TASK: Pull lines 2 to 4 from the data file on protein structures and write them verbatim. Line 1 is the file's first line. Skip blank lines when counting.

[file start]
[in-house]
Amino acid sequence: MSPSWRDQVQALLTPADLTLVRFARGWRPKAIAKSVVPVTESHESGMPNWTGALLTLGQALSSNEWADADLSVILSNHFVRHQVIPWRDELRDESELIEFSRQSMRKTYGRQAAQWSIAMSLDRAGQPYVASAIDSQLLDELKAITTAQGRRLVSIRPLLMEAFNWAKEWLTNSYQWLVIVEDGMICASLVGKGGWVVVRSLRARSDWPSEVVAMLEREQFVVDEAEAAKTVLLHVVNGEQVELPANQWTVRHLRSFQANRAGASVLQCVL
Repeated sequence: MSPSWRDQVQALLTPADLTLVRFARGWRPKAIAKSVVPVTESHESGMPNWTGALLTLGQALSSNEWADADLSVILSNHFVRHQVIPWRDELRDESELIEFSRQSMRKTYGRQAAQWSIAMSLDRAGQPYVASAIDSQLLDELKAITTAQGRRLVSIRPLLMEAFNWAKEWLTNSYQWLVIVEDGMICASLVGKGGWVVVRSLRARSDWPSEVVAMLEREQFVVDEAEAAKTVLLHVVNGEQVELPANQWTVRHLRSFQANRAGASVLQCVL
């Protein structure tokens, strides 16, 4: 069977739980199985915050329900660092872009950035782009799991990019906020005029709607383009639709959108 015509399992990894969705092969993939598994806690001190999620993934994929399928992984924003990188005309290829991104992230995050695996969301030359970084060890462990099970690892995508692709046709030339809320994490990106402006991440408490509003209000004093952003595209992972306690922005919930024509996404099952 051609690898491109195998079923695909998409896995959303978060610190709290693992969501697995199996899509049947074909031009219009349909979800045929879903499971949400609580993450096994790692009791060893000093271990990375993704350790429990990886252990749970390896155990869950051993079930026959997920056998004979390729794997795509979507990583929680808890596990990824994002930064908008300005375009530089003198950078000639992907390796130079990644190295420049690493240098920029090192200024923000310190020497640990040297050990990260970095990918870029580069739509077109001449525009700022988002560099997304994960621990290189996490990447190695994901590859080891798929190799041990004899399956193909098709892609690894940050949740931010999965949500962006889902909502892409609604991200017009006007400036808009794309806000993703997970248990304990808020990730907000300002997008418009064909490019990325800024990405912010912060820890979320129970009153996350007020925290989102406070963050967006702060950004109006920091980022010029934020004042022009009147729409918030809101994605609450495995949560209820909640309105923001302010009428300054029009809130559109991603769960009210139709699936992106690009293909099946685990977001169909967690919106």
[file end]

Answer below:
Amino acid sequence: MSPSWRDQVQALLTPADLTLVRFARGWRPKAIAKSVVPVTESHESGMPNWTGALLTLGQALSSNEWADADLSVILSNHFVRHQVIPWRDELRDESELIEFSRQSMRKTYGRQAAQWSIAMSLDRAGQPYVASAIDSQLLDELKAITTAQGRRLVSIRPLLMEAFNWAKEWLTNSYQWLVIVEDGMICASLVGKGGWVVVRSLRARSDWPSEVVAMLEREQFVVDEAEAAKTVLLHVVNGEQVELPANQWTVRHLRSFQANRAGASVLQCVL
Repeated sequence: MSPSWRDQVQALLTPADLTLVRFARGWRPKAIAKSVVPVTESHESGMPNWTGALLTLGQALSSNEWADADLSVILSNHFVRHQVIPWRDELRDESELIEFSRQSMRKTYGRQAAQWSIAMSLDRAGQPYVASAIDSQLLDELKAITTAQGRRLVSIRPLLMEAFNWAKEWLTNSYQWLVIVEDGMICASLVGKGGWVVVRSLRARSDWPSEVVAMLEREQFVVDEAEAAKTVLLHVVNGEQVELPANQWTVRHLRSFQANRAGASVLQCVL
């Protein structure tokens, strides 16, 4: 069977739980199985915050329900660092872009950035782009799991990019906020005029709607383009639709959108 015509399992990894969705092969993939598994806690001190999620993934994929399928992984924003990188005309290829991104992230995050695996969301030359970084060890462990099970690892995508692709046709030339809320994490990106402006991440408490509003209000004093952003595209992972306690922005919930024509996404099952 051609690898491109195998079923695909998409896995959303978060610190709290693992969501697995199996899509049947074909031009219009349909979800045929879903499971949400609580993450096994790692009791060893000093271990990375993704350790429990990886252990749970390896155990869950051993079930026959997920056998004979390729794997795509979507990583929680808890596990990824994002930064908008300005375009530089003198950078000639992907390796130079990644190295420049690493240098920029090192200024923000310190020497640990040297050990990260970095990918870029580069739509077109001449525009700022988002560099997304994960621990290189996490990447190695994901590859080891798929190799041990004899399956193909098709892609690894940050949740931010999965949500962006889902909502892409609604991200017009006007400036808009794309806000993703997970248990304990808020990730907000300002997008418009064909490019990325800024990405912010912060820890979320129970009153996350007020925290989102406070963050967006702060950004109006920091980022010029934020004042022009009147729409918030809101994605609450495995949560209820909640309105923001302010009428300054029009809130559109991603769960009210139709699936992106690009293909099946685990977001169909967690919106």